Because dogs love to do a little decorating of their own with the mud and dirt they collect on their coats, owners want to chose something that can wash well. This usually means a higher-gloss paint, like satin or semi-gloss. “If you’re going to do your baseboards, use the highest-gloss paint,” says Rouza. “It has the hardest finish so it stands up to everyday wear and tear.”

For decorators who want the look of matte paint but the pet-friendly wash-ability of glossy, Rouza recommends Benjamin Moore’s Aura washable matte line. Benjamin Moore also makes the Aura Bath and Spa line that, with its easy wash-ability and mildew resistant coating, is perfect for the Northwest.

Fiber of the Fabric

When it comes to upholstery, a cotton slipcover is the option that’s by far easiest to clean.  However, if you want the good looks of a traditionally upholstered living room set, the best fabric is chenille, according to Rouza. This versatile fabric comes in many different colors and patterns, and even the slightest pattern helps hide stains and imperfections. Durable and easy to clean, chenille can attract pet hair, Rouza warns. “But it depends on the type of chenille,” she continues. “Generally you want to get as tight of a weave as possible. When you look at it, it’s not big loops and big stitches.” Also, an open, loose weave can snag on paws and claws.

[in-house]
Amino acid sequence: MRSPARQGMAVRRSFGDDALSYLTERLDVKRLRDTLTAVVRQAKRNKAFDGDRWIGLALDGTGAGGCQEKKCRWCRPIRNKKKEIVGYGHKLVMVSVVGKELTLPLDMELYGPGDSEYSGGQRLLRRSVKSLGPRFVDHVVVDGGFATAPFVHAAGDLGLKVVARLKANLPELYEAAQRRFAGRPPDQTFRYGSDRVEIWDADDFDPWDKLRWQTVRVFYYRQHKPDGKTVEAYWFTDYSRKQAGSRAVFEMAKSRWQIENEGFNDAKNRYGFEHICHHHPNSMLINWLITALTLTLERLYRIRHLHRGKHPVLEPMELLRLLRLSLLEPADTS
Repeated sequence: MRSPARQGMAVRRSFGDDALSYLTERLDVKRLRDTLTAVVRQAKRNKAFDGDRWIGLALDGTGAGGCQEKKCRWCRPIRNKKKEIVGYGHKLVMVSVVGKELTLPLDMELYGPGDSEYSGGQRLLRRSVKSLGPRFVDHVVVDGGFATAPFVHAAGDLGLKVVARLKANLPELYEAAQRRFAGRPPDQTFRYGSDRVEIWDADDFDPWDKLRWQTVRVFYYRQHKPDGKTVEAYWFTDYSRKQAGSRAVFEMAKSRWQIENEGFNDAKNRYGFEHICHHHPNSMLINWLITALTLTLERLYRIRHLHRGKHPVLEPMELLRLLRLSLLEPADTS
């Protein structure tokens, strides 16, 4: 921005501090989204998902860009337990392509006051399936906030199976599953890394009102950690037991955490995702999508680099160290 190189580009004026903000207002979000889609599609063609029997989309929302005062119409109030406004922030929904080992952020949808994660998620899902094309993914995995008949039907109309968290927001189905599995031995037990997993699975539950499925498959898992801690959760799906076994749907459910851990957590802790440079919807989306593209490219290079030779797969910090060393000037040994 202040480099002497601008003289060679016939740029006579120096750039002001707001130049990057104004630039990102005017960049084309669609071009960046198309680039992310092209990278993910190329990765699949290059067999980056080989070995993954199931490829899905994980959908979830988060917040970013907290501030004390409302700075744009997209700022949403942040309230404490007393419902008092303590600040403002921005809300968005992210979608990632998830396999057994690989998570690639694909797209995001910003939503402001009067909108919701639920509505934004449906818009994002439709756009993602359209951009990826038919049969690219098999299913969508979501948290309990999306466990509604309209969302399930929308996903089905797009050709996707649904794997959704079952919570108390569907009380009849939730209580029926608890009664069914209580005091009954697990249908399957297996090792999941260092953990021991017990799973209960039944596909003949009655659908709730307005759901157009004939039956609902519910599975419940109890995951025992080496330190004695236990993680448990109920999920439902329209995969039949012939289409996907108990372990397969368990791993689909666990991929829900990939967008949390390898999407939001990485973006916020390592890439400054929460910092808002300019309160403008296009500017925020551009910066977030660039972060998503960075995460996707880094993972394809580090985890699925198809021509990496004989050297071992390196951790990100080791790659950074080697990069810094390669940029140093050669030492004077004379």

Leather upholstery doesn’t attract pet hair like fabrics, and if it’s good-quality leather, stained all the way through, it won’t show minor scratches. For those who want the clean-ability of leather without the price, there’s microfiber, a man-made suede-like material that can be cleaned with just soap and water.

Cotton, chenille, leather or microfiber, the busier the pattern the easier it is for the upholstery to disguise stains and blemishes.

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Cats Know Where It’s At